The study sifted through reviews on 93 paid VPN companies to determine the top providers. The VPNRanks report, issued in June 2024, provides rankings for each key feature and overall customer satisfaction. ExpressVPN achieved the top VPNScore — 6.29 out of 10 — for overall satisfaction globally. The next four top companies in that category, listed in descending order, are PureVPN, NordVPN, PrivateVPN, and Surfshark.

By assessing a variety of categories, the VPNRanks study reveals the challenges users face when trying to identify the best option to meet their needs. For example, NordVPN received a nearly perfect popularity score of 9.46 out of 10 but only a 4.7 satisfaction score. PrivateVPN received a satisfaction score of 6.69 out of 10, which rivaled ExpressVPN’s score in that category, but received a popularity score of only 1.23 out of 10.

The global rankings for ease of use illustrate how challenging identifying a quality provider can be. VeePN received a very high satisfaction score of 7.18 out of 10 while receiving a popularity score of less than 1 out of 10. The findings reveal a gap between user experience and market penetration that can effectively keep the best option hidden from the consumer.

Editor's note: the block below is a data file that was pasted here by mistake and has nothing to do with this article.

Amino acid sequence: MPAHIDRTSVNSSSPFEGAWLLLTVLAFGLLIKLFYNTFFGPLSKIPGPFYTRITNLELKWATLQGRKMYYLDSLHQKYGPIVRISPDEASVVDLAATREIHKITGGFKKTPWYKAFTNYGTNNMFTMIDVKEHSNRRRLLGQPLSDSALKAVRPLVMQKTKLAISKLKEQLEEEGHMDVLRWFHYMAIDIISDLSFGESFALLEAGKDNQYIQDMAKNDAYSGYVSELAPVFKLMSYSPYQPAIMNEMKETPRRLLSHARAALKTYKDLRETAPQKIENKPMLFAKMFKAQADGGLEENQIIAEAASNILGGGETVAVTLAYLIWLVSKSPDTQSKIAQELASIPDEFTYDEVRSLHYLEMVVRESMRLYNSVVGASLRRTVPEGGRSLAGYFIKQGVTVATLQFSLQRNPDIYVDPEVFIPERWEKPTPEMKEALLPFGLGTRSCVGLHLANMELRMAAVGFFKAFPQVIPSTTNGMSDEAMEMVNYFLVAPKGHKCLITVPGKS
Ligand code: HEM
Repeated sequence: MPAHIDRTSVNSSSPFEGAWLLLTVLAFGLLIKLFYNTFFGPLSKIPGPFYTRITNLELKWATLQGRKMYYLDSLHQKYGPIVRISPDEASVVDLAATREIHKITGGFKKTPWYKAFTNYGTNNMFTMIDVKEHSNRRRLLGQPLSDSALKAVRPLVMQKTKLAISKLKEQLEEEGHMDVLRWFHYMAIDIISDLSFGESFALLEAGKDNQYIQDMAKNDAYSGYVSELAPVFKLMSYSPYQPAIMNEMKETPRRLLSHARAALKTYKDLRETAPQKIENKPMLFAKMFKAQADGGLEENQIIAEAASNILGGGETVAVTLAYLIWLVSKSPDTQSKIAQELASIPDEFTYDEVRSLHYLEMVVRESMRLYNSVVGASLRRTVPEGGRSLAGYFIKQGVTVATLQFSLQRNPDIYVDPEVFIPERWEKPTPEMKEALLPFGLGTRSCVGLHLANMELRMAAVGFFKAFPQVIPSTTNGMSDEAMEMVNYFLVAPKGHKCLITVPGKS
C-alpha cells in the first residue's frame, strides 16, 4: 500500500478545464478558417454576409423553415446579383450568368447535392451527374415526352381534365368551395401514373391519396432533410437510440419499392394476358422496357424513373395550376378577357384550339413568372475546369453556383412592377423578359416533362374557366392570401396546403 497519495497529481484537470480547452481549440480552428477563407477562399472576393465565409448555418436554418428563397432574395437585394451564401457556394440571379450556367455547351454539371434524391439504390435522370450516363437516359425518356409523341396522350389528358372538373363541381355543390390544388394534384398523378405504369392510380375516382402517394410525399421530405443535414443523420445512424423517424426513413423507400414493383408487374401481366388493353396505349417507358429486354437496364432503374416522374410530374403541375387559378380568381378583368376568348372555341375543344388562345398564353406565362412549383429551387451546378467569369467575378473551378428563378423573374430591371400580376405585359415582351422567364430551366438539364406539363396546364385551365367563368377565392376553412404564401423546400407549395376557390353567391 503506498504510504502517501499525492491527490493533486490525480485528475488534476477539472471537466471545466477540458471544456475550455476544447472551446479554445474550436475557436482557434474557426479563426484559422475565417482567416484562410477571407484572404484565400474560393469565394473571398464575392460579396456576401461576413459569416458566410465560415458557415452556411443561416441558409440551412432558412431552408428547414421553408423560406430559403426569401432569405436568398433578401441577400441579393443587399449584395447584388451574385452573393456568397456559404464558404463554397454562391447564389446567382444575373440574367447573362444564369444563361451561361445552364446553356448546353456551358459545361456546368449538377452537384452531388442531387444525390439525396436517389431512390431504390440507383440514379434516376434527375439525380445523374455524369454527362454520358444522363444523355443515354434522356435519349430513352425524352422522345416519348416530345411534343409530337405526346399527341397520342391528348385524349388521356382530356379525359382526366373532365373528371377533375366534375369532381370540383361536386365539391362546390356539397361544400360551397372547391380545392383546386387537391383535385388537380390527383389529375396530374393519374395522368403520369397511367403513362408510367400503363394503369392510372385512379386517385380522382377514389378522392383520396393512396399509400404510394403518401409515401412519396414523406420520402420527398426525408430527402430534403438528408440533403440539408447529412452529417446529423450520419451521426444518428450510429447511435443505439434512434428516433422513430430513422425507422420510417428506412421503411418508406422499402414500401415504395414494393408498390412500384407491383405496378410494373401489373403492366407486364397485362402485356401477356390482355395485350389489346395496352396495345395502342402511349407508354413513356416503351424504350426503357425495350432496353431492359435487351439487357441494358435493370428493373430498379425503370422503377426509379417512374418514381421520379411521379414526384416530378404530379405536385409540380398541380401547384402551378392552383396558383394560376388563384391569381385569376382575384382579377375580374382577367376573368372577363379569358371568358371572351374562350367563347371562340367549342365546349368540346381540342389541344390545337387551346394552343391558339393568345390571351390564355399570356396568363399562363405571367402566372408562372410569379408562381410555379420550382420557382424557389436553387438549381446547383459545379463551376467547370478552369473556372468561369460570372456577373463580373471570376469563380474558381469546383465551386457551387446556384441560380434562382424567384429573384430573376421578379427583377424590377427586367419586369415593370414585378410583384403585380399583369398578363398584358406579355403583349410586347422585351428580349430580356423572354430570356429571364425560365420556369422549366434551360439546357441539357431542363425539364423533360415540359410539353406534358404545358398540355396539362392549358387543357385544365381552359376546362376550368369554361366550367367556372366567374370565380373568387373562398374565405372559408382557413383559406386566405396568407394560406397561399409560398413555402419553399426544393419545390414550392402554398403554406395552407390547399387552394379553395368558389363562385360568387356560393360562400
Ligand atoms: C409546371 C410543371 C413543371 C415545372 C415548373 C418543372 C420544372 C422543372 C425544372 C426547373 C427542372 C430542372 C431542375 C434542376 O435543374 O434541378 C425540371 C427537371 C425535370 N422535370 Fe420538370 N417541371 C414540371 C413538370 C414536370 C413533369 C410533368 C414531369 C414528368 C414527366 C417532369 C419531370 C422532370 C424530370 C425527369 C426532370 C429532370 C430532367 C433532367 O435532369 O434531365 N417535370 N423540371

The VPNRanks report gives users insight into satisfaction and popularity while providing a balanced assessment via its VPNScore. “Users should choose based on their priorities, whether it’s user satisfaction, market presence, or a balanced option,” the report states.

VPNRanks Shows Providers How to Become More Competitive

In addition to serving as a guide for consumers, VPNRanks also maps out a pathway for VPN providers seeking greater market share. The VPN providers that consistently appear in the top spots on the VPNRanks charts are those that have achieved a balance between popularity and user satisfaction. Those who neglect one or the other cannot keep pace with market leaders.

The report explains that those with high satisfaction scores but low popularity “might be well-loved by their users but need to increase their market visibility to compete more effectively.” Achieving overall success in the VPN market requires balancing user satisfaction with market presence, it advises.


As the need for VPN services continues to grow, businesses can expect to see more providers enter the market, making the task of identifying the best option more difficult. The insights VPNRanks provides stand as a timely beacon, guiding users to providers who can satisfy their needs and support their operations.